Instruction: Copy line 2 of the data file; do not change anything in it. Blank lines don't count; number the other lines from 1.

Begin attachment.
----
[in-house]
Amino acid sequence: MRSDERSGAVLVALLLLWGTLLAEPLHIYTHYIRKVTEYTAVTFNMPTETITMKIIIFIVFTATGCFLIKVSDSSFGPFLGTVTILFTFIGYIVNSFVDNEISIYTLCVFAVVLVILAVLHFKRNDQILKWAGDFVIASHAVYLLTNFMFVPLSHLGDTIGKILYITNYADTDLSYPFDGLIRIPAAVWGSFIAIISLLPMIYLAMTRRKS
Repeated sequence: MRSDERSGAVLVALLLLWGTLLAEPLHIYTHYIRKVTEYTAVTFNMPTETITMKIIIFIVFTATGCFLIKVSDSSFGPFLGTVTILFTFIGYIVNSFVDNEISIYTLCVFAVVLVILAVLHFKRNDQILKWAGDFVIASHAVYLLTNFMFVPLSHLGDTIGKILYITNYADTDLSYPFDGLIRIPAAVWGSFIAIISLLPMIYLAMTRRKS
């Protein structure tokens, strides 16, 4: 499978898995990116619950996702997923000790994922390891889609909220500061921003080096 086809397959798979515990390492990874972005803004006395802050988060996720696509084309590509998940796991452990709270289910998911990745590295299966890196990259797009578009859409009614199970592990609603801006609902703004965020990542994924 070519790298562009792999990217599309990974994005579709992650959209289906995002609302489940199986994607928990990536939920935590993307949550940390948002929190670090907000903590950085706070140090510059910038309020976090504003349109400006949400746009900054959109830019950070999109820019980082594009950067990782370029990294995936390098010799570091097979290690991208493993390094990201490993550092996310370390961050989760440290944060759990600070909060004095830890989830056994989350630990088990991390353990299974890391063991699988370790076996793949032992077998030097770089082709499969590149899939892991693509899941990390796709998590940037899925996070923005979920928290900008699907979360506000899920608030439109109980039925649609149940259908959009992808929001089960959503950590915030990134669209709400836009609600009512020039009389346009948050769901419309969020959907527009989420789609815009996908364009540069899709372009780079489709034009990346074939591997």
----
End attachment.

Amino acid sequence: MRSDERSGAVLVALLLLWGTLLAEPLHIYTHYIRKVTEYTAVTFNMPTETITMKIIIFIVFTATGCFLIKVSDSSFGPFLGTVTILFTFIGYIVNSFVDNEISIYTLCVFAVVLVILAVLHFKRNDQILKWAGDFVIASHAVYLLTNFMFVPLSHLGDTIGKILYITNYADTDLSYPFDGLIRIPAAVWGSFIAIISLLPMIYLAMTRRKS